Air Pollution – 4 Things You Need To Know

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One of our era’s greatest scourges is air pollution, on account not only of its impact on climate change but also its impact on public and individual health due to increasing morbidity and mortality.

Table of Contents

I. What is air pollution

Air pollution is a familiar environmental health hazard. It is is a mix of hazardous substances from both human-made and natural sources.. We know what we’re looking at when brown haze settles over a city, exhaust billows across a busy highway, or a plume rises from a smokestack. Some air pollution is not seen, but its pungent smell alerts you.

The Clean Air Act authorizes the U.S. Environmental Protection Agency (EPA) to protect public health by regulating the emissions of these harmful air pollutants. The NRDC has been a leading authority on this law since it was established in 1970.

II. What caused air pollution?

“Most air pollution comes from energy use and production,” says John Walke, director of the Clean Air Project, part of the Climate and Clean Energy program at NRDC. “Burning fossil fuels releases gases and chemicals into the air.” And in an especially destructive feedback loop, air pollution not only contributes to climate change but is also exacerbated by it.


“It in the form of carbon dioxide and methane raises the earth’s temperature,” Walke says. “Another type of it is then worsened by that increased heat: Smog forms when the weather is warmer and there’s more ultraviolet radiation.” Climate change also increases the production of allergenic air pollutants including mold (thanks to damp conditions caused by extreme weather and increased flooding) and pollen (due to a longer pollen season and more pollen production). . In 2013, the International Agency for Research on Cancer of the World Health Organization (WHO) classified air pollution as a human carcinogen.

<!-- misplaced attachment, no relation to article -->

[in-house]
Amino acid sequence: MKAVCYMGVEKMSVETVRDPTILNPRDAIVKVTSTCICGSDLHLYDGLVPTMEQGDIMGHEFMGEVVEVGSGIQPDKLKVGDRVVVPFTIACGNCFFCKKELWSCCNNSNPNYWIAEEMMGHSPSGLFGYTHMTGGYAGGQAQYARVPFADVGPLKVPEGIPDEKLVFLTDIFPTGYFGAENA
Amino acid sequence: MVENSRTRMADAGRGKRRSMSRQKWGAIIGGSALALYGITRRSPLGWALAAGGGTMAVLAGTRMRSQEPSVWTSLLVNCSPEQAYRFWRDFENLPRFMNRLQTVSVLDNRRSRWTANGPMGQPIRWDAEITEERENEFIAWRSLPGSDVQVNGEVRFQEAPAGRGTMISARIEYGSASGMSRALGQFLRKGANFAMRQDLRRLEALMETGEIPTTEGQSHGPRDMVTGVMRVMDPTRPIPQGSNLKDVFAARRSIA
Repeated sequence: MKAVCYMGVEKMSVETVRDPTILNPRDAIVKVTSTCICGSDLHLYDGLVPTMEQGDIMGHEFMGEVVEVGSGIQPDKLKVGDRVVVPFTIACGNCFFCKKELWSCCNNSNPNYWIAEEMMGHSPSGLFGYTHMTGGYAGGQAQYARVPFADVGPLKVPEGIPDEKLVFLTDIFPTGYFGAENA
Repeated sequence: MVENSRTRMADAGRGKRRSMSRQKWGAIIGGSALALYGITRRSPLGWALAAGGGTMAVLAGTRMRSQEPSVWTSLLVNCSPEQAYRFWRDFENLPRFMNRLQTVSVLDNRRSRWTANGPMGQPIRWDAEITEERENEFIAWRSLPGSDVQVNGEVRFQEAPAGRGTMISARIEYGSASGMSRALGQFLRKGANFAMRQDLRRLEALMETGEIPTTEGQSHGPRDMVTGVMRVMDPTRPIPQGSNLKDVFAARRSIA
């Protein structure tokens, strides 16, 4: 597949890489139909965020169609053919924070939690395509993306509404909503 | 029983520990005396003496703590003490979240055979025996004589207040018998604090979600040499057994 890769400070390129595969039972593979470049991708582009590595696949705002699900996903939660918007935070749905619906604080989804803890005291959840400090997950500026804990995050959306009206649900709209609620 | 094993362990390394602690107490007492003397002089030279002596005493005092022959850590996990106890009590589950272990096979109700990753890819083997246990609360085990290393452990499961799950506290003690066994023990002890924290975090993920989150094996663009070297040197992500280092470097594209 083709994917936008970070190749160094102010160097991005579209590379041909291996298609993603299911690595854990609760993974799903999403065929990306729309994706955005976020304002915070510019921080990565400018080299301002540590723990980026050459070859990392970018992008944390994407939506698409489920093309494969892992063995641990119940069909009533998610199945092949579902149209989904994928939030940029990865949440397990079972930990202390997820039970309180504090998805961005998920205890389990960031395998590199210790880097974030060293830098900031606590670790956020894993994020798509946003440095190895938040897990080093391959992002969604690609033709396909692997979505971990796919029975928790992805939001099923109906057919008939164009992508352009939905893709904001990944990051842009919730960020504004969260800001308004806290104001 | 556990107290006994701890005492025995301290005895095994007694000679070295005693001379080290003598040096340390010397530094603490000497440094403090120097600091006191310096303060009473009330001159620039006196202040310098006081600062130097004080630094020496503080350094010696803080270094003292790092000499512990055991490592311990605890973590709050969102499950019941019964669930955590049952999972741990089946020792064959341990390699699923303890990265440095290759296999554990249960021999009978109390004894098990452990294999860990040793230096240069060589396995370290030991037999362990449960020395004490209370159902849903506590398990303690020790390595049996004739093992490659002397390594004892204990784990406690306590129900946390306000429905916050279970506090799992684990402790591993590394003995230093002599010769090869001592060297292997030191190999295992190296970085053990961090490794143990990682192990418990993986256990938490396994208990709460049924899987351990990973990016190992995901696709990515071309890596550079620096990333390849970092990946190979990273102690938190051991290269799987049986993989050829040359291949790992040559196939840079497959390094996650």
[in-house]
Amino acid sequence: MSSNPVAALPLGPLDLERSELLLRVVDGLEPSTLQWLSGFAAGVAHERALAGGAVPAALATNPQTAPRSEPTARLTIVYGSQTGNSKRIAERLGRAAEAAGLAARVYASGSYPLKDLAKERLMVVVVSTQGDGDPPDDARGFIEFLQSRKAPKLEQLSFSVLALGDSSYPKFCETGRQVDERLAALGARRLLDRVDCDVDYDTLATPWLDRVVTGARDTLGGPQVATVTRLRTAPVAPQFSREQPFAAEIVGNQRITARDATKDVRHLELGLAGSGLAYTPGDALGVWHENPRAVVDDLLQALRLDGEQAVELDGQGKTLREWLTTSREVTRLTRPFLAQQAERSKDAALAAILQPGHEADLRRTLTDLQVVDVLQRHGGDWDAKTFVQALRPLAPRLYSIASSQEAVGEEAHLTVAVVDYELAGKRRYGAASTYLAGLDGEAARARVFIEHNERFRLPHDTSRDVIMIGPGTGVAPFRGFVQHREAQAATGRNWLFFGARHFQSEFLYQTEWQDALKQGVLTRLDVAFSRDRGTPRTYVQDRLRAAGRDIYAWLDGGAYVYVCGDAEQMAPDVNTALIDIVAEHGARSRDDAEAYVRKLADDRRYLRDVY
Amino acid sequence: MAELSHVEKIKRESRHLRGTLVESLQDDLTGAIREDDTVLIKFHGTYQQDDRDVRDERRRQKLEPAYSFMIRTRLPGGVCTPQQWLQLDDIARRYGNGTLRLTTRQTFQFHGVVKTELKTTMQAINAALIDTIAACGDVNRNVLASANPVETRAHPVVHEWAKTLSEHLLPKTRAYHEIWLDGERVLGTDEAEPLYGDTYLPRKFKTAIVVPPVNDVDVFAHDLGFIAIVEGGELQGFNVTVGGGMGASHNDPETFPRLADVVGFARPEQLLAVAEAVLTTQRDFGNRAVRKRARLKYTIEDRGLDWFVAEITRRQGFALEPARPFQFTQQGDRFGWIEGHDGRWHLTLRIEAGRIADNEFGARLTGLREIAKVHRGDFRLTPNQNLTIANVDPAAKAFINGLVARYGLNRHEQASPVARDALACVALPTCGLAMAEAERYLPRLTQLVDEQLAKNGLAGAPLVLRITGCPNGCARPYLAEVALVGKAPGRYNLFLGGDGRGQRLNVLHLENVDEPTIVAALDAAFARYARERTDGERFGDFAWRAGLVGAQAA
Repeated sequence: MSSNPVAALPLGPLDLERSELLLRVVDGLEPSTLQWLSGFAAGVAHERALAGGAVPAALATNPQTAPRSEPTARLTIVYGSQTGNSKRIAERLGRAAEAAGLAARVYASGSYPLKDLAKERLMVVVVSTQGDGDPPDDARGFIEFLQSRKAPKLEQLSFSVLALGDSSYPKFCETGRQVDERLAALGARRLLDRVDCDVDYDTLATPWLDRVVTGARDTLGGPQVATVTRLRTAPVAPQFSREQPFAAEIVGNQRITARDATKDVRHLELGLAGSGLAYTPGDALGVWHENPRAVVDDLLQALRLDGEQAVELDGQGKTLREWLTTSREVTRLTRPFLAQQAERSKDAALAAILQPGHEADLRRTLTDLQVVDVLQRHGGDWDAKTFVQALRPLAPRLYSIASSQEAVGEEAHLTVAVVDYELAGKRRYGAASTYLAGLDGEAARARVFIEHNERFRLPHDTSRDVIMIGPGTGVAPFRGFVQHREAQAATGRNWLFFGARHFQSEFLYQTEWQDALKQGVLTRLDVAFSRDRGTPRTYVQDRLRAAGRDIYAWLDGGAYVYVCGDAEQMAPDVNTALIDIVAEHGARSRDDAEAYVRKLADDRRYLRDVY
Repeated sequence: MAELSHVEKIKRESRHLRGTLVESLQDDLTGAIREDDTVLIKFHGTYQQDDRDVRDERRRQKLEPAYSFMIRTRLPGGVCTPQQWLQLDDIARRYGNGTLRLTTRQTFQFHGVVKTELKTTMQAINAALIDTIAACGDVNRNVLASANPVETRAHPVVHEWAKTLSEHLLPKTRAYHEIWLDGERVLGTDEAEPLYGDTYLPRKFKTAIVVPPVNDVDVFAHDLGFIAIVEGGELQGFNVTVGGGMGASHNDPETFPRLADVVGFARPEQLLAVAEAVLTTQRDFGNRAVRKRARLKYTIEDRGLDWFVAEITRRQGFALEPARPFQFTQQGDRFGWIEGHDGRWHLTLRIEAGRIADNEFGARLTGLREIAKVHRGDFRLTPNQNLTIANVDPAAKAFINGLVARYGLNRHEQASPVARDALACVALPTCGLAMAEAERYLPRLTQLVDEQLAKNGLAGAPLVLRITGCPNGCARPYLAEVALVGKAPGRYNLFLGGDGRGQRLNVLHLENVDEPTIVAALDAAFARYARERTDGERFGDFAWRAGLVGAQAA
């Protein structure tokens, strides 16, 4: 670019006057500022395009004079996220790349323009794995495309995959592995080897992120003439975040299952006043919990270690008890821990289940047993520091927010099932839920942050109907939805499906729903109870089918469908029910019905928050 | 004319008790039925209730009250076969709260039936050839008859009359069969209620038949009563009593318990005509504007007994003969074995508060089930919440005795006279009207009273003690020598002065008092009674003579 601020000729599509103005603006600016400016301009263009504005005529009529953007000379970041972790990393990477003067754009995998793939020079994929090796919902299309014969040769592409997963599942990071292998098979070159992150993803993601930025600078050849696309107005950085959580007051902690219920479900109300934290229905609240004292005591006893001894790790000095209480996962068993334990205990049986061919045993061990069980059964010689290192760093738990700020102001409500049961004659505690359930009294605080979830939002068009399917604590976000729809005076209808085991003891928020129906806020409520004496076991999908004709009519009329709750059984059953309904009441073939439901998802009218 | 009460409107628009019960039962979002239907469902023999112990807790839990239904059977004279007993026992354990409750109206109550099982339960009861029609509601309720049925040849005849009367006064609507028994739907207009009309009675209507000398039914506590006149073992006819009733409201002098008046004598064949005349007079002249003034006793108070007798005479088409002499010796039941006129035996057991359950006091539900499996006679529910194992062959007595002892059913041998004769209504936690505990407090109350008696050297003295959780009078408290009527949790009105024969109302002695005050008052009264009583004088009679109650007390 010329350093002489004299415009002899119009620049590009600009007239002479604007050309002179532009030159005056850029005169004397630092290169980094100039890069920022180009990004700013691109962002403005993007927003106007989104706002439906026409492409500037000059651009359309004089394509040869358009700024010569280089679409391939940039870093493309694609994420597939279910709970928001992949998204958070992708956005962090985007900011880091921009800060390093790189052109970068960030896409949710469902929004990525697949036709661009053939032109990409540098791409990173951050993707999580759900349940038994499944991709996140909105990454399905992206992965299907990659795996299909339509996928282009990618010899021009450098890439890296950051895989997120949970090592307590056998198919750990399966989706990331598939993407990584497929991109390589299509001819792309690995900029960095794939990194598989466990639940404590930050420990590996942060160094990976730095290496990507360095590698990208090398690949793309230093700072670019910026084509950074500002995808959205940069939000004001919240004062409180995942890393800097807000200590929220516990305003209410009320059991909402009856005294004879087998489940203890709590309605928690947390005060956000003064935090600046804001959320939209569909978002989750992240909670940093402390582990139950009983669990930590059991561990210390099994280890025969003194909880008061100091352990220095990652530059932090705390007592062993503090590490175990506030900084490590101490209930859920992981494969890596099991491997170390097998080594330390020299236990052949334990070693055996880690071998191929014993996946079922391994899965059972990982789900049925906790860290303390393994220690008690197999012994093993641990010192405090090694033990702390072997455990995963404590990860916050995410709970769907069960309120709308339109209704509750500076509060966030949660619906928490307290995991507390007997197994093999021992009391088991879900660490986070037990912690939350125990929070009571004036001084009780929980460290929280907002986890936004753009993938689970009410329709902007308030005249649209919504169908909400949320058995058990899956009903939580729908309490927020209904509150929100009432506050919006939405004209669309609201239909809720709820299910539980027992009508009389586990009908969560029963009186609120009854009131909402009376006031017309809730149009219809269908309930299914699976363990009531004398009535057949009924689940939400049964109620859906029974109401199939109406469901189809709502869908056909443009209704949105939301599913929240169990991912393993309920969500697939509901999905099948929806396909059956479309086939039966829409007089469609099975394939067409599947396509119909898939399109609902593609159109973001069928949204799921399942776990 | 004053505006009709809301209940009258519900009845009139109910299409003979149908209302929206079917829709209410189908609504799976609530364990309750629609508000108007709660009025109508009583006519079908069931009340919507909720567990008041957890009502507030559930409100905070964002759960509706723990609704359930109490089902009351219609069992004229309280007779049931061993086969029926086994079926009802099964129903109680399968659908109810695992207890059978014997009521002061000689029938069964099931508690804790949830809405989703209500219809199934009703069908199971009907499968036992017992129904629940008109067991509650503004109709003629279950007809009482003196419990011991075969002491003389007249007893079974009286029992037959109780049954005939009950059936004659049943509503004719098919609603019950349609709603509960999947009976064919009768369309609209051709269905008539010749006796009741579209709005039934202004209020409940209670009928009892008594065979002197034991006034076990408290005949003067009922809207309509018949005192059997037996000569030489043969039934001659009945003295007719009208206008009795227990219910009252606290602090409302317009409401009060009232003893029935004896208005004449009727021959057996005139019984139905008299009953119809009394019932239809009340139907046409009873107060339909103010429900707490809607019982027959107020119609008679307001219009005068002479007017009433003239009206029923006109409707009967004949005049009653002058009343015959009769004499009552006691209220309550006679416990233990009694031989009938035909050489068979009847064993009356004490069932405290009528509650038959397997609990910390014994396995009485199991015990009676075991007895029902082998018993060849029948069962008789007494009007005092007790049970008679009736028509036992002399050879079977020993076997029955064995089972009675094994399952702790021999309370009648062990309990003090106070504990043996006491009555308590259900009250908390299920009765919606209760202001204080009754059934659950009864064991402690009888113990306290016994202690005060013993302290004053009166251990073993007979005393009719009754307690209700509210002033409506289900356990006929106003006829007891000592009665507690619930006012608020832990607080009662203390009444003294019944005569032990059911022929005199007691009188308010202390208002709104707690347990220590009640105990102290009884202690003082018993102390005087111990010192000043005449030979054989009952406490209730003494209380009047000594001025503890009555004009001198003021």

III. What are the harmful effects

1. Environmental effects

a. Global warming

Probably global warming is one of the most worrying effects for scientists and environmentalists. Global warming is a direct consequence of the greenhouse effect, which is produced by the high emission of CO2 and methane into the atmosphere. Most of these emissions are produced by the industry, so this can be remedied by social responsibility and action by companies and factories.


Evidence is mounting that humans have disturbed this natural balance by producing large amounts of some of these greenhouse gases, including carbon dioxide and methane. As a result, the Earth’s atmosphere appears to be trapping more of the sun’s heat, causing the Earth’s average temperature to rise – a phenomenon known as global warming.

b. Crop and forest damage

Air pollution can damage crops and trees in a variety of ways. Ground-level ozone can lead to reductions in agricultural crop and commercial forest yields, reduced growth and survivability of tree seedlings, and increased plant susceptibility to disease, pests and other environmental stresses (such as harsh weather). As described above, crop and forest damage can also result from acid rain and from increased UV radiation caused by ozone depletion.

c. Acid rain

The gases emitted by industries, power plants, boilers, heating and transport are very toxic. Those gases include sulphur dioxide (SO2) and nitrogen oxides (NOx) issued into the atmosphere that come from fossil fuels burning. These acids fall to the Earth either as wet precipitation (rain, snow, or fog) or dry precipitation (gas and particulates). Some are carried by the wind, sometimes hundreds of miles.


In the environment, acid rain damages trees and causes soils and water bodies to acidify, making the water unsuitable for some fish and other wildlife. It also speeds the decay of buildings, statues, and sculptures that are part of our national heritage.